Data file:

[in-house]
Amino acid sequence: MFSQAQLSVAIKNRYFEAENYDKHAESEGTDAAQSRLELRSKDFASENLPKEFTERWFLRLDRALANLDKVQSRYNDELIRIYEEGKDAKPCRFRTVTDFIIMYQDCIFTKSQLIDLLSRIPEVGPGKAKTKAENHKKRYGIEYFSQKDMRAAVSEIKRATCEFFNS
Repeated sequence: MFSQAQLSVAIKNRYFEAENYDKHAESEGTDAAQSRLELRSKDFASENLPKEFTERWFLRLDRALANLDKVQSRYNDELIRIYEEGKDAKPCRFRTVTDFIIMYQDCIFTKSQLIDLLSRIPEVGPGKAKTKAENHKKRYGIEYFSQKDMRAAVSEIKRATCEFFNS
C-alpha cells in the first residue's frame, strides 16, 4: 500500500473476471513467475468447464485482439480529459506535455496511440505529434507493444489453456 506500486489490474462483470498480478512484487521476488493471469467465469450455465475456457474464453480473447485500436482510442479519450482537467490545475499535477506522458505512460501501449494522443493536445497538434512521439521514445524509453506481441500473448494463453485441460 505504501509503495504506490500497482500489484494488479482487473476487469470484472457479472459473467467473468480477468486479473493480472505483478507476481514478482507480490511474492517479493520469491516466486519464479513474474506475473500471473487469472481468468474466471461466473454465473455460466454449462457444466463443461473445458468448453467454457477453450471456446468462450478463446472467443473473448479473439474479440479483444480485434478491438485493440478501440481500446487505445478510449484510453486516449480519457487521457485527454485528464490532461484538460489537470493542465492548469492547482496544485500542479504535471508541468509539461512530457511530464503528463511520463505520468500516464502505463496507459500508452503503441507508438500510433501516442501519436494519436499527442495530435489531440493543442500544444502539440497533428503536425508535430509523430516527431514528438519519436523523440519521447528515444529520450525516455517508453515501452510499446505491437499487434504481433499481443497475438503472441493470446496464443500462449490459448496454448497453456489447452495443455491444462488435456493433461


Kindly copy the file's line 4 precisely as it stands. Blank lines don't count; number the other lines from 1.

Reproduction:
C-alpha cells in the first residue's frame, strides 16, 4: 500500500473476471513467475468447464485482439480529459506535455496511440505529434507493444489453456 506500486489490474462483470498480478512484487521476488493471469467465469450455465475456457474464453480473447485500436482510442479519450482537467490545475499535477506522458505512460501501449494522443493536445497538434512521439521514445524509453506481441500473448494463453485441460 505504501509503495504506490500497482500489484494488479482487473476487469470484472457479472459473467467473468480477468486479473493480472505483478507476481514478482507480490511474492517479493520469491516466486519464479513474474506475473500471473487469472481468468474466471461466473454465473455460466454449462457444466463443461473445458468448453467454457477453450471456446468462450478463446472467443473473448479473439474479440479483444480485434478491438485493440478501440481500446487505445478510449484510453486516449480519457487521457485527454485528464490532461484538460489537470493542465492548469492547482496544485500542479504535471508541468509539461512530457511530464503528463511520463505520468500516464502505463496507459500508452503503441507508438500510433501516442501519436494519436499527442495530435489531440493543442500544444502539440497533428503536425508535430509523430516527431514528438519519436523523440519521447528515444529520450525516455517508453515501452510499446505491437499487434504481433499481443497475438503472441493470446496464443500462449490459448496454448497453456489447452495443455491444462488435456493433461